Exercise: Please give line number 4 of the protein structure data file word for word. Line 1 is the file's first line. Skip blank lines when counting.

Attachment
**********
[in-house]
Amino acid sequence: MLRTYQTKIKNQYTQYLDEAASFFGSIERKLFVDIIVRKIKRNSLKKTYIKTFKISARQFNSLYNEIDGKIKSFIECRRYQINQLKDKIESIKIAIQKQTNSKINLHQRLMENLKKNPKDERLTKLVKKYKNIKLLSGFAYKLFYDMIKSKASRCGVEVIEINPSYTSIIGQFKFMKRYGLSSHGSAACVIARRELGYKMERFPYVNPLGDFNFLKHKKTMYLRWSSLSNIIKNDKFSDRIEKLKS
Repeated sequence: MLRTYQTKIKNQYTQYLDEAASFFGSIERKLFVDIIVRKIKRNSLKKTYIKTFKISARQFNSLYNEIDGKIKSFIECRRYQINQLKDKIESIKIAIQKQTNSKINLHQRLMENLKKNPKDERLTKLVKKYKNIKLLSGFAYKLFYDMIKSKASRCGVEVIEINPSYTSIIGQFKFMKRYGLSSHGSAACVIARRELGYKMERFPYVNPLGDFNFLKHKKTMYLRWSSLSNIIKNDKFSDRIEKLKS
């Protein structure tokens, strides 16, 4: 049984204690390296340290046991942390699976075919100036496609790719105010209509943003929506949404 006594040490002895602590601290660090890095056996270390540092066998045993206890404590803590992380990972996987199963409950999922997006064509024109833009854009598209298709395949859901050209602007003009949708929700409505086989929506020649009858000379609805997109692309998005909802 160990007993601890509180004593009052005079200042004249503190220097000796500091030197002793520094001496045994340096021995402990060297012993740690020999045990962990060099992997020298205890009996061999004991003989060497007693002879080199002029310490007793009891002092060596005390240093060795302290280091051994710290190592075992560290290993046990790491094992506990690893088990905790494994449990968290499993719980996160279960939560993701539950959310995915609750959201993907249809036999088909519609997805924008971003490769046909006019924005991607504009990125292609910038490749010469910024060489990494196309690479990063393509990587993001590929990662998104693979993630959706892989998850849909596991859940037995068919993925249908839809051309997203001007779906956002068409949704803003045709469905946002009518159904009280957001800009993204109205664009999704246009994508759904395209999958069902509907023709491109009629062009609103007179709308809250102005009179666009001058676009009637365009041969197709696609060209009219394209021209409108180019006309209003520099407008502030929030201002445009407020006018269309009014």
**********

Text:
């Protein structure tokens, strides 16, 4: 049984204690390296340290046991942390699976075919100036496609790719105010209509943003929506949404 006594040490002895602590601290660090890095056996270390540092066998045993206890404590803590992380990972996987199963409950999922997006064509024109833009854009598209298709395949859901050209602007003009949708929700409505086989929506020649009858000379609805997109692309998005909802 160990007993601890509180004593009052005079200042004249503190220097000796500091030197002793520094001496045994340096021995402990060297012993740690020999045990962990060099992997020298205890009996061999004991003989060497007693002879080199002029310490007793009891002092060596005390240093060795302290280091051994710290190592075992560290290993046990790491094992506990690893088990905790494994449990968290499993719980996160279960939560993701539950959310995915609750959201993907249809036999088909519609997805924008971003490769046909006019924005991607504009990125292609910038490749010469910024060489990494196309690479990063393509990587993001590929990662998104693979993630959706892989998850849909596991859940037995068919993925249908839809051309997203001007779906956002068409949704803003045709469905946002009518159904009280957001800009993204109205664009999704246009994508759904395209999958069902509907023709491109009629062009609103007179709308809250102005009179666009001058676009009637365009041969197709696609060209009219394209021209409108180019006309209003520099407008502030929030201002445009407020006018269309009014």